An aversive is something that your cat finds unpleasant. It can be used to discourage her from a particular action or place. Aversives are most effective when you also offer a pleasant alternative to the place or action you need your pet to avoid.

Please experiment cautiously and sparingly when choosing an aversive as individual responses will vary. An aversive that is mildly unpleasant for one cat may be terrifying for another and have no effect on yet another. The goal is to apply the aversive at a level that will cause your cat to avoid the action or place without becoming fearful.

Using textures as aversives

Apply these textures to places you need your cat to avoid, and add toys or treats to appropriate places to make them more attractive.


  • Shelf paper (sticky side up).
  • Double-sided carpet tape.
  • Heavy foil.


  • Irregular or sharp rocks, firmly set into dirt.
  • Chicken wire, firmly set into dirt (sharp edges rolled under).


  • Heavy plastic carpet runner (pointed side up).

You may need to weight the aversive material firmly or tape it to keep it in place. To protect furniture or floor finishes from sticky substances, attach the material to a piece of foil or heavy plastic and secure that with weights or light tape. Easy-to-attach, commercial varieties of texture aversives are available from most pet supply stores.

Using smells as aversives

Apply these substances to places you need your cat to avoid and add toys or treats to make appropriate places more attractive.

Indoors and outdoors:

  • Citric odors – colognes, concentrated juices or fresh peels.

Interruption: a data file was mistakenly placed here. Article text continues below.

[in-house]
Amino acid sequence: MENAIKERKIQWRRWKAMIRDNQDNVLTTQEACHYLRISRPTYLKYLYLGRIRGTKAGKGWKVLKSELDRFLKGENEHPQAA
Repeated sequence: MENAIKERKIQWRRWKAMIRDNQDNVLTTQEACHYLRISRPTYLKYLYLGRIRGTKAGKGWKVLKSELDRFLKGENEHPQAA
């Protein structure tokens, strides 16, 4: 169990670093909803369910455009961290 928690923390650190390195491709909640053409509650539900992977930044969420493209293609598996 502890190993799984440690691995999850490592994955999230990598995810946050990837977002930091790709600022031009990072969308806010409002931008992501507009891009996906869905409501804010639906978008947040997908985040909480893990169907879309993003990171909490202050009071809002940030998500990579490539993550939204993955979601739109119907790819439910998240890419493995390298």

• Aloe gel.

Soak cotton balls, rags or washcloths in the stinky substance. To help protect carpets, upholstery, floors or furniture, place the saturated object on a piece of weighted foil or heavy plastic. To prevent the substance from seeping into the ground, use the same precautions. Outdoor substances need to be reapplied daily, due to quicker dissipation into the air.

Using tastes as aversives

Apply these substances to places where your cat’s mouth should not be, and offer an appropriate toy or treat instead.

  • Bitter Apple or similar sprays and gels marketed specifically for taste aversion (can be found in pet supply stores).
  • Some hot sauces.
  • Cayenne pepper.
  • Citric odors (colognes, concentrated juices or fresh peels).
  • Aloe gel.

Some of these substances may damage furniture or floor finishes, so be sure to test them in a hidden location first. Except for hot sauce and cayenne pepper, these substances should be safe to apply to human skin; however, some individuals may be sensitive to them.

Remote-controlled aversives-surprise!

Available at pet supply stores or easy to make at home, these items are activated by the cat’s behavior, so the owner need not be present to apply them.

  • Motion detector that reacts with a startling sound.
  • Snappy Trainer® or an upside-down mouse trap that is securely taped under paper to avoid contact.
  • Scat Mat® (gives a slight static shock).

Human-controlled aversives:

Use these to get your cat’s attention; and then offer an appropriate alternative.

  • Spray bottle or squirt gun filled with water. (NOTE: Avoid the Super-Soaker® water guns that have a very forceful spray.)
  • Loud air horn.
  • Whistle.
  • Shaker can (soda can containing nails, pennies, beans or pebbles – securely taped shut).
  • Air blaster (such as a computer key board cleaner).

WARNING: For fearful cats, avoid using surprise techniques, especially noises. Also, remember to start out with the lowest level aversive first and experiment cautiously to see what works for your pet.

Copyright Dumb Friends League and Humane Society of the United States. All rights reserved.